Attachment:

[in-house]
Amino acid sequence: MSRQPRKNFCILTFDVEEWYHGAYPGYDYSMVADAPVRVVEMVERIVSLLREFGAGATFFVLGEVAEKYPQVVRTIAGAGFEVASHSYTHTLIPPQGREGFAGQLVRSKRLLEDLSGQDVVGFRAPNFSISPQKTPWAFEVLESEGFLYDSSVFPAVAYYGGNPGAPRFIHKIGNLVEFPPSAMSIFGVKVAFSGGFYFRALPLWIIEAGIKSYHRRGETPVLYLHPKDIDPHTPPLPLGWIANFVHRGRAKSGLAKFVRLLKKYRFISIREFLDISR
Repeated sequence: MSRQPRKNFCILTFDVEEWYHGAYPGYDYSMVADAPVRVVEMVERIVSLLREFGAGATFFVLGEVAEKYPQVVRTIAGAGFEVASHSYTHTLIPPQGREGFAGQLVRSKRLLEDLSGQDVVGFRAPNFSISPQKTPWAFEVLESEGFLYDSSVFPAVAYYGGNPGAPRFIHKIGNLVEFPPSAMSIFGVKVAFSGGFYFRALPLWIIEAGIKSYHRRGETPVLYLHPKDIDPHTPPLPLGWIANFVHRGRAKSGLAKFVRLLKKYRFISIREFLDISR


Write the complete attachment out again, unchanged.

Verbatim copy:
[in-house]
Amino acid sequence: MSRQPRKNFCILTFDVEEWYHGAYPGYDYSMVADAPVRVVEMVERIVSLLREFGAGATFFVLGEVAEKYPQVVRTIAGAGFEVASHSYTHTLIPPQGREGFAGQLVRSKRLLEDLSGQDVVGFRAPNFSISPQKTPWAFEVLESEGFLYDSSVFPAVAYYGGNPGAPRFIHKIGNLVEFPPSAMSIFGVKVAFSGGFYFRALPLWIIEAGIKSYHRRGETPVLYLHPKDIDPHTPPLPLGWIANFVHRGRAKSGLAKFVRLLKKYRFISIREFLDISR
Repeated sequence: MSRQPRKNFCILTFDVEEWYHGAYPGYDYSMVADAPVRVVEMVERIVSLLREFGAGATFFVLGEVAEKYPQVVRTIAGAGFEVASHSYTHTLIPPQGREGFAGQLVRSKRLLEDLSGQDVVGFRAPNFSISPQKTPWAFEVLESEGFLYDSSVFPAVAYYGGNPGAPRFIHKIGNLVEFPPSAMSIFGVKVAFSGGFYFRALPLWIIEAGIKSYHRRGETPVLYLHPKDIDPHTPPLPLGWIANFVHRGRAKSGLAKFVRLLKKYRFISIREFLDISR